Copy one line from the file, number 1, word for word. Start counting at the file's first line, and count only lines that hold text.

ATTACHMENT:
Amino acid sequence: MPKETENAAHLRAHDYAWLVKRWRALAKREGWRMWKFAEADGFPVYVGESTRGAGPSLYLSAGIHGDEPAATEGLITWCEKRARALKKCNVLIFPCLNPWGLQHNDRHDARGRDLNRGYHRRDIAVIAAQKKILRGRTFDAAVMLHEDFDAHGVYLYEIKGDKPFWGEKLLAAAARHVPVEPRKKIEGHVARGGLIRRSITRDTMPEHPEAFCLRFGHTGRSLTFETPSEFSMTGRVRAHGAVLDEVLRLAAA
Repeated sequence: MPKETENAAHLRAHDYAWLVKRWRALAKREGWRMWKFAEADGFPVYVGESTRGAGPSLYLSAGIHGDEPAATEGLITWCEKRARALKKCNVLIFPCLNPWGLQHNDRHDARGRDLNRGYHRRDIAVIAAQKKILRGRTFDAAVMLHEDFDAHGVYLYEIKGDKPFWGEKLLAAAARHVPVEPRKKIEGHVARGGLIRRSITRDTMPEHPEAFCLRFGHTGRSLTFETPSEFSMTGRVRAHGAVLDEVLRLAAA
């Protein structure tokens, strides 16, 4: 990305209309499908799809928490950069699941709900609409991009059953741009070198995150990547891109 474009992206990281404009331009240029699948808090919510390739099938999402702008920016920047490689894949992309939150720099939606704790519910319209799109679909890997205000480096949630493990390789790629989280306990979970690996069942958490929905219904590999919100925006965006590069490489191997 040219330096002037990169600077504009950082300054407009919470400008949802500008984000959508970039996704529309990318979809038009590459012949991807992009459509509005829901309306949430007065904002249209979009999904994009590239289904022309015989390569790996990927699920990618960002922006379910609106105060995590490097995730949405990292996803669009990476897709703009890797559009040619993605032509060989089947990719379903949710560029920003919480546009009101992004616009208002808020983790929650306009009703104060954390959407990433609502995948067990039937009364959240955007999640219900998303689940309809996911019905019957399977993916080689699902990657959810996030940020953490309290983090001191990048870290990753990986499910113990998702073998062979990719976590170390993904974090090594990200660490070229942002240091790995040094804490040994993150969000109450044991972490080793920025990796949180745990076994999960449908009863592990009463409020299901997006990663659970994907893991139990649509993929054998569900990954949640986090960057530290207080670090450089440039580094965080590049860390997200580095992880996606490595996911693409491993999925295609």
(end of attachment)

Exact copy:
Amino acid sequence: MPKETENAAHLRAHDYAWLVKRWRALAKREGWRMWKFAEADGFPVYVGESTRGAGPSLYLSAGIHGDEPAATEGLITWCEKRARALKKCNVLIFPCLNPWGLQHNDRHDARGRDLNRGYHRRDIAVIAAQKKILRGRTFDAAVMLHEDFDAHGVYLYEIKGDKPFWGEKLLAAAARHVPVEPRKKIEGHVARGGLIRRSITRDTMPEHPEAFCLRFGHTGRSLTFETPSEFSMTGRVRAHGAVLDEVLRLAAA